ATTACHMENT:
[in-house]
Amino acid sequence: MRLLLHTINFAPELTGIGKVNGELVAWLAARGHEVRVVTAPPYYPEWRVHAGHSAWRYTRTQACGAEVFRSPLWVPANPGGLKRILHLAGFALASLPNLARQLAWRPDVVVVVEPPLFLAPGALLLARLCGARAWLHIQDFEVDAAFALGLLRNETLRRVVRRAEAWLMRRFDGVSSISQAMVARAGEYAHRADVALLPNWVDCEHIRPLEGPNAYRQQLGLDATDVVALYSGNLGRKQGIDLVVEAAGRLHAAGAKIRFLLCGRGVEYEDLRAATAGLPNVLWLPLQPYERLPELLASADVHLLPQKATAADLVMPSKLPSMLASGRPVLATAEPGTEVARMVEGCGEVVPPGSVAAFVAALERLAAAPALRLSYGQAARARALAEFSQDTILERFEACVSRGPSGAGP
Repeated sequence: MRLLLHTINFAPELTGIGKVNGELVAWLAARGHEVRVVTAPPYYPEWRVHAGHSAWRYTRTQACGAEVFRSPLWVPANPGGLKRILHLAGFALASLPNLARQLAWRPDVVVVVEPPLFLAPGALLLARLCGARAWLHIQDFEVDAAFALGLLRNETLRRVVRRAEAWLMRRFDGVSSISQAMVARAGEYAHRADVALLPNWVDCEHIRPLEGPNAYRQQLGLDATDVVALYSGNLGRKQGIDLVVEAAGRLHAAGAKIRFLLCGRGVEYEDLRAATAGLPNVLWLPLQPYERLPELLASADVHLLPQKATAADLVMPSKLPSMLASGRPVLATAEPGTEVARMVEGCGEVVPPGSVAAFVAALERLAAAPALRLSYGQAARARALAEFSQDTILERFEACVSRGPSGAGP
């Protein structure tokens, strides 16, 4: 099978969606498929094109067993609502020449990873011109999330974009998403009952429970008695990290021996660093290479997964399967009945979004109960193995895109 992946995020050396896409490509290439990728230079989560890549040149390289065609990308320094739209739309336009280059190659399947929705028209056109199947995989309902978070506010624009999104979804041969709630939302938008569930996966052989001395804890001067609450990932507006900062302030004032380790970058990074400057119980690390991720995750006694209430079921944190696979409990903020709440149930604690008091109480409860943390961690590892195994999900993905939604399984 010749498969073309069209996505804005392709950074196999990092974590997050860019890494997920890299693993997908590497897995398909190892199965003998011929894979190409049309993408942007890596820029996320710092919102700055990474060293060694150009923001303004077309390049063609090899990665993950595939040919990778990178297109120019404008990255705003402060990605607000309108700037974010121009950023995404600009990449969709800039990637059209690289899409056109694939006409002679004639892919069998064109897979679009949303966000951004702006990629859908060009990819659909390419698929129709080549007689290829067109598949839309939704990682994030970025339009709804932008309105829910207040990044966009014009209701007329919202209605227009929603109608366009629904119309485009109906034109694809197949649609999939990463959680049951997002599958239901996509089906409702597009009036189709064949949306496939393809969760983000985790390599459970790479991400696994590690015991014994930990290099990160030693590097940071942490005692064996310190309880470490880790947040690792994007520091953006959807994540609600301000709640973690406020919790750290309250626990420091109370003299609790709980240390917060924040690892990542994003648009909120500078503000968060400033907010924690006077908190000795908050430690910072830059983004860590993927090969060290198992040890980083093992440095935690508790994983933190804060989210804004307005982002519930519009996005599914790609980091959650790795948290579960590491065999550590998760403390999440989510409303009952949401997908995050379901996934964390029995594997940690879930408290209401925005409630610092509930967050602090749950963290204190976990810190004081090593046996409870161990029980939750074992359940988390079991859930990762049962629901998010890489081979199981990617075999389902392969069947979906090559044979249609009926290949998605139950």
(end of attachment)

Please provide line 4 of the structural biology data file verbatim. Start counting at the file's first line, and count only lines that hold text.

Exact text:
């Protein structure tokens, strides 16, 4: 099978969606498929094109067993609502020449990873011109999330974009998403009952429970008695990290021996660093290479997964399967009945979004109960193995895109 992946995020050396896409490509290439990728230079989560890549040149390289065609990308320094739209739309336009280059190659399947929705028209056109199947995989309902978070506010624009999104979804041969709630939302938008569930996966052989001395804890001067609450990932507006900062302030004032380790970058990074400057119980690390991720995750006694209430079921944190696979409990903020709440149930604690008091109480409860943390961690590892195994999900993905939604399984 010749498969073309069209996505804005392709950074196999990092974590997050860019890494997920890299693993997908590497897995398909190892199965003998011929894979190409049309993408942007890596820029996320710092919102700055990474060293060694150009923001303004077309390049063609090899990665993950595939040919990778990178297109120019404008990255705003402060990605607000309108700037974010121009950023995404600009990449969709800039990637059209690289899409056109694939006409002679004639892919069998064109897979679009949303966000951004702006990629859908060009990819659909390419698929129709080549007689290829067109598949839309939704990682994030970025339009709804932008309105829910207040990044966009014009209701007329919202209605227009929603109608366009629904119309485009109906034109694809197949649609999939990463959680049951997002599958239901996509089906409702597009009036189709064949949306496939393809969760983000985790390599459970790479991400696994590690015991014994930990290099990160030693590097940071942490005692064996310190309880470490880790947040690792994007520091953006959807994540609600301000709640973690406020919790750290309250626990420091109370003299609790709980240390917060924040690892990542994003648009909120500078503000968060400033907010924690006077908190000795908050430690910072830059983004860590993927090969060290198992040890980083093992440095935690508790994983933190804060989210804004307005982002519930519009996005599914790609980091959650790795948290579960590491065999550590998760403390999440989510409303009952949401997908995050379901996934964390029995594997940690879930408290209401925005409630610092509930967050602090749950963290204190976990810190004081090593046996409870161990029980939750074992359940988390079991859930990762049962629901998010890489081979199981990617075999389902392969069947979906090559044979249609009926290949998605139950």